Existing platforms are websites, apps or networks with huge numbers of users – sometimes in the hundreds of millions – that you can potentially leverage to get traction. Major platforms include the Apple and Android App Stores, Mozilla and Chrome browser extensions, social platforms like Facebook, Twitter, and Pinterest, as well as newer platforms that are growing rapidly (Tumblr, Snapchat, etc.).
Some of the most successful startups grew by making bets on emerging platforms that were not yet saturated and where barriers to discovery were low.
Betting on new platforms means you’ll likely fail if the platform fails, but it also dramatically lowers the distribution risks described above.
The most efficient way for an app to get discovered in the App Stores is through the top app rankings and featured listings sections.
These rankings group apps by category, country, popularity and editors’ choice.
Mark Johnson, founder of Focused Apps LLC, wrote about how app promotions usually work:
- Ads get the [app] somewhere into the charts
- Now it’s in the charts, more people see it
- So it gets more organic downloads
- Which makes it go a bit higher up in the charts
- Now even more people see it and it gets more organic downloads
- People like it and start telling their friends to get it too
- It goes up higher in the charts
- Repeat from 5
Companies use a myriad of tactics to get into the charts initially. They buy ads from places like AdMob, buy installs from companies like Tapjoy, cross-promote their apps (through cross-promotion networks or other apps they own), or even buy their way to the top of the charts through services like FreeAppADay.
Other traction channels can also drive adoption of your mobile app: the PR and targeting blogs channels can work well. While none of these tactics are enough on their own, they can help you get the ball rolling towards a ranking or feature.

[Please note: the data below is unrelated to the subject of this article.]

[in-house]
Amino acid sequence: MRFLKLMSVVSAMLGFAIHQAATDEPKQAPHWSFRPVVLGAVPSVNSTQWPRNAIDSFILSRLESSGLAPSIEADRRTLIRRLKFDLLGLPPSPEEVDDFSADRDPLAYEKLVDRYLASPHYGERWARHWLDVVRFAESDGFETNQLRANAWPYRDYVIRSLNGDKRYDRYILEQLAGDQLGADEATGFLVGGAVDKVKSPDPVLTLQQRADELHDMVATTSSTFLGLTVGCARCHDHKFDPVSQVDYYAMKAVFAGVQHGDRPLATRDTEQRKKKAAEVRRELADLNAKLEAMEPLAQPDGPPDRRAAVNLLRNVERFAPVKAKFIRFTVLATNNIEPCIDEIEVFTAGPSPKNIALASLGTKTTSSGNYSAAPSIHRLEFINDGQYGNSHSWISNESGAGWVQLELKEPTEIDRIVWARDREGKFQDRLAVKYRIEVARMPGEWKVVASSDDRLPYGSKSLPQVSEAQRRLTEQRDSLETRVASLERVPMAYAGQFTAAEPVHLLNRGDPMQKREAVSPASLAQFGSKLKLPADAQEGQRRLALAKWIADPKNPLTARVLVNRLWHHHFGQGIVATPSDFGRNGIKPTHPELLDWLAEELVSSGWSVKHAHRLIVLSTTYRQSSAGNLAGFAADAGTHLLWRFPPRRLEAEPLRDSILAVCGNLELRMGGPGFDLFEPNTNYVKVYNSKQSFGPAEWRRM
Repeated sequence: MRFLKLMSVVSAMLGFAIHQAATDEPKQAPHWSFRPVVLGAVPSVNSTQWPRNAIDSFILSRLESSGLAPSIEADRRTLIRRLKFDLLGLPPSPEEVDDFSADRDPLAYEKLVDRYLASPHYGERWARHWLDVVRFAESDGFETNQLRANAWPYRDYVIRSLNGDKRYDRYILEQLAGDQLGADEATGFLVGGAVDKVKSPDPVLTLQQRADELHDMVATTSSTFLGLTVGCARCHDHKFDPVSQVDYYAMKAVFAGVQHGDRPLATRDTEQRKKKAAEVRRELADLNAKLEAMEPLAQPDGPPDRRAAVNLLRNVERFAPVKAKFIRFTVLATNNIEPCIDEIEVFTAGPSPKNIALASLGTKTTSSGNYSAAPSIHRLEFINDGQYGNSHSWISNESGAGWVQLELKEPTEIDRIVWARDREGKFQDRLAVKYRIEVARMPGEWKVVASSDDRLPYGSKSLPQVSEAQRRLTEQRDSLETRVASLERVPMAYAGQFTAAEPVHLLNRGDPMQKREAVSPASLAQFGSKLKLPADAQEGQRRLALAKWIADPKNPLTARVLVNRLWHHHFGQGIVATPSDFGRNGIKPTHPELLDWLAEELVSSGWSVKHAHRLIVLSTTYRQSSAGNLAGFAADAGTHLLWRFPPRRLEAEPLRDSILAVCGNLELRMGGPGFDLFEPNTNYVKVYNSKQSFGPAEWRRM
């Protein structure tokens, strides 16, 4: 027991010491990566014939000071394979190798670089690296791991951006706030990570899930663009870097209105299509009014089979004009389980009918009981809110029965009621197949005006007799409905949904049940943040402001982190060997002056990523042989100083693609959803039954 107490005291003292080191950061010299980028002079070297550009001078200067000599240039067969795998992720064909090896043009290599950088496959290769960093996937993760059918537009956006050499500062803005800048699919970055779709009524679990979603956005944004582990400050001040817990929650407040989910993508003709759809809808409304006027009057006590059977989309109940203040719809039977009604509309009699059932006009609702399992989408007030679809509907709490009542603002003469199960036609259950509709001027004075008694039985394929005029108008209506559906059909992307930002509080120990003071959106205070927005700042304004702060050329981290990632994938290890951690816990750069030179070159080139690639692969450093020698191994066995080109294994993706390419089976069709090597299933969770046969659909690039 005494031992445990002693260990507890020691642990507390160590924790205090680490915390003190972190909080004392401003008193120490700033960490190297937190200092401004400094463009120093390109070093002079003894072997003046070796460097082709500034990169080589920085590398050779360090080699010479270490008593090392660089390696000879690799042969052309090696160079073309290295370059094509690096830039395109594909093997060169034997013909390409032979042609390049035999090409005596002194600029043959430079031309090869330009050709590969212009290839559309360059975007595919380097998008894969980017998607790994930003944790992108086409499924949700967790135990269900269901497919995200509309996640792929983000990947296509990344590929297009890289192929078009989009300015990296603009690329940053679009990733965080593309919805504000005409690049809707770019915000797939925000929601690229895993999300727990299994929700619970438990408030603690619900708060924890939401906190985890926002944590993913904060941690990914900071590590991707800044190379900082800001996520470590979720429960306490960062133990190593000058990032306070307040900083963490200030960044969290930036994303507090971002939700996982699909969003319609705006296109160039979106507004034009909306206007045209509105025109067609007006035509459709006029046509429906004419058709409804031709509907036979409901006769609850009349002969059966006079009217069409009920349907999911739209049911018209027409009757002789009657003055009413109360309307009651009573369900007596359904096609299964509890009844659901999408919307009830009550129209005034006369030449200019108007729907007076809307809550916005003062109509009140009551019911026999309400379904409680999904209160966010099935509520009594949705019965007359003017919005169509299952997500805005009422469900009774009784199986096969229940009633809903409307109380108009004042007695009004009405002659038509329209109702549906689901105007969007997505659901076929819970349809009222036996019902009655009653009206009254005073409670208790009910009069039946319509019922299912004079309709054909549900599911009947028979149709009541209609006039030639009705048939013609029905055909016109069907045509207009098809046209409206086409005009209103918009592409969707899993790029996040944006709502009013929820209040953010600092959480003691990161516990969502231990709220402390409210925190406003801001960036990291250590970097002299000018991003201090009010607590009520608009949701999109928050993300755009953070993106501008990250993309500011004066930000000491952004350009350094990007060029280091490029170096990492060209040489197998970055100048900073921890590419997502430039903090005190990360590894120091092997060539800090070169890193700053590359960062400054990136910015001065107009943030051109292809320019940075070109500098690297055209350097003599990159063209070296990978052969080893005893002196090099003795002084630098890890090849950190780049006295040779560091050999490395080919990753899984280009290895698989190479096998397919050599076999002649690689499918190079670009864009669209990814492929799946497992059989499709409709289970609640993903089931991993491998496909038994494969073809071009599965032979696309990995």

Even though keeping up with the evolution of social platforms can be challenging, they remain one of the best ways to rapidly acquire large numbers of users. In fact, it makes sense to focus on platforms that are just taking off.
Social platforms that haven’t fully matured also haven’t built all of the features they’ll eventually need; you might be able to fill in one of those gaps. They also are less saturated, as larger brands are often slower to target up and coming sites.
YouTube got its initial traction by filling gaps in the MySpace platform. In the mid-2000s MySpace was the most visited social networking site in the world. Video sharing on the web wasn’t user friendly – it was difficult to upload videos and put them on other sites.
MySpace didn’t have a native video hosting solution. YouTube provided one that was simple: you could upload and embed a video in MySpace in a matter of minutes.
Even better for YouTube, MySpace users were directed back to YouTube when they clicked on the embedded videos. This exposed many MySpace users to all of the great features and content available on YouTube, and was responsible for YouTube’s rapid early growth.
Every major platform has similar stories. Bit.ly fulfilled the need to share shortened links on Twitter and saw most of their adoption from such users. Imgur built their image-hosting solution for reddit users, and has seen an explosion in usage as a result. This pattern repeats itself time and time again.
Add-ons and Extensions
Browser extensions (in Chrome) and add-ons (in Firefox) are apps you can download for your web browser. The most popular browser extension is Adblock Plus, which blocks ads on major websites. Other popular extensions help you download YouTube videos, save bookmarks across computers, and save your passwords.
There’s a reason add-ons are such a popular way to spur growth. Web users visit dozens of different sites every day; to establish yours as a site they consistently visit can be difficult. An add-on allows users to get value from your product without consistently returning to your site.
There are thousands of other large sites and marketplaces that you can target to get users. First, figure out where your potential customers hang out online. Then, create a strategy to target users these existing platforms. Sites like Amazon, eBay, Craigslist, Tumblr, GitHub, and Behance have all helped startups build traction.
Trade shows are a chance for companies to show off their products in person. These events are often exclusive to industry insiders, and are designed to foster interactions between vendors and their prospects.
Early on, you can use this traction channel to build interest in (and demand for) what you’re building. As you get more established, you can use trade shows as an opportunity to make a major announce- ment, sell big clients, seal a partnership or as an integral part of your sales funnel.
Picking Trade Shows
Almost every industry has large number of trade shows: the tough part is deciding which ones to attend. The best way to decide whether to attend an event is to visit as a guest and do a walkthrough the year before. Attending as a guest allows you get a feel for an event without straining your budget.